Making appointments and the concept of time—the Middle East

Making appointments & the concept of time—the Middle East

When doing business in the Middle East, one of the first things you may notice is the different time horizon and the importance of the past and the present. According to Geert Hofstede, Middle Eastern countries scored generally low on the Long-term Orientation scale. This means that time is perceived to be Circular. Events are believed to repeat, the same way the earth rotates around the sun, and thus special attention is not given to individual situations. If something cannot be done today, it can be done tomorrow.

To effectively schedule an appointment, be sure to confirm several times. As a foreigner, you are expected to arrive on time, but do not be surprised if your business partner is late. Each meeting is treated as an opportunity for relationship building and will generally take more time than expected. You should plan for longer lunches and short, 15–20 minute interruptions. Islam is the predominant religion across most of the Middle East, and thus times are scheduled for daily prayer. You may consult the local newspaper for the prayer times and plan accordingly.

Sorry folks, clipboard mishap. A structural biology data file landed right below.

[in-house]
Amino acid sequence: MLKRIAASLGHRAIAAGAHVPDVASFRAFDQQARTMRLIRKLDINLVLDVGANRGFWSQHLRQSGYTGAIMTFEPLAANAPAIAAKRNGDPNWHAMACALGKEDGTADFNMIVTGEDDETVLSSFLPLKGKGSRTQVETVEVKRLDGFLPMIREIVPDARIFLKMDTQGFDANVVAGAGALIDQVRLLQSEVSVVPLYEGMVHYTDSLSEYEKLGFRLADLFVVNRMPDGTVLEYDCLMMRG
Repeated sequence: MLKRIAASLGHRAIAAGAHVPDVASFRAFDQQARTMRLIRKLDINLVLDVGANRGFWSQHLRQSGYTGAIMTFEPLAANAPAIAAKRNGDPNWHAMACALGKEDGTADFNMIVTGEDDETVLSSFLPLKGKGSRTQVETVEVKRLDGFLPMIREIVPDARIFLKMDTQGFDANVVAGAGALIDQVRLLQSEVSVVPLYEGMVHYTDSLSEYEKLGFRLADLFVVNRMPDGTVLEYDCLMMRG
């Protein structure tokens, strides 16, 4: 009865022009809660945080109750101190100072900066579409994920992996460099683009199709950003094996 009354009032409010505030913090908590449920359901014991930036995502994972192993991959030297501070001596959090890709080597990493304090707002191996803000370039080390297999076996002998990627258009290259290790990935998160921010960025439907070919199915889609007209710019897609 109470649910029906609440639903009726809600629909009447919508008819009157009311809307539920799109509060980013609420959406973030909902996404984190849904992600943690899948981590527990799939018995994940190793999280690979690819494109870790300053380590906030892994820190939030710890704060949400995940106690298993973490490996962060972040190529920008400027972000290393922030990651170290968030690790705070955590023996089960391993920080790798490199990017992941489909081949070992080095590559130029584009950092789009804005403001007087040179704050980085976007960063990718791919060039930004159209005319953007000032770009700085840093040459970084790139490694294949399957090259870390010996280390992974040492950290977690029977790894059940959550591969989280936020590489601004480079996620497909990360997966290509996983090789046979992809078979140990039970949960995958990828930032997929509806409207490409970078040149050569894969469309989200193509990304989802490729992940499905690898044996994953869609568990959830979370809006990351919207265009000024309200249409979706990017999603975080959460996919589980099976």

Do not rush negotiations; take time for conversation. In order to reach an agreement, a relationship needs to be established. You should not hesitate to arrange several meetings instead of one. This can help you understand the culture better and build a strong connection with your business partner.

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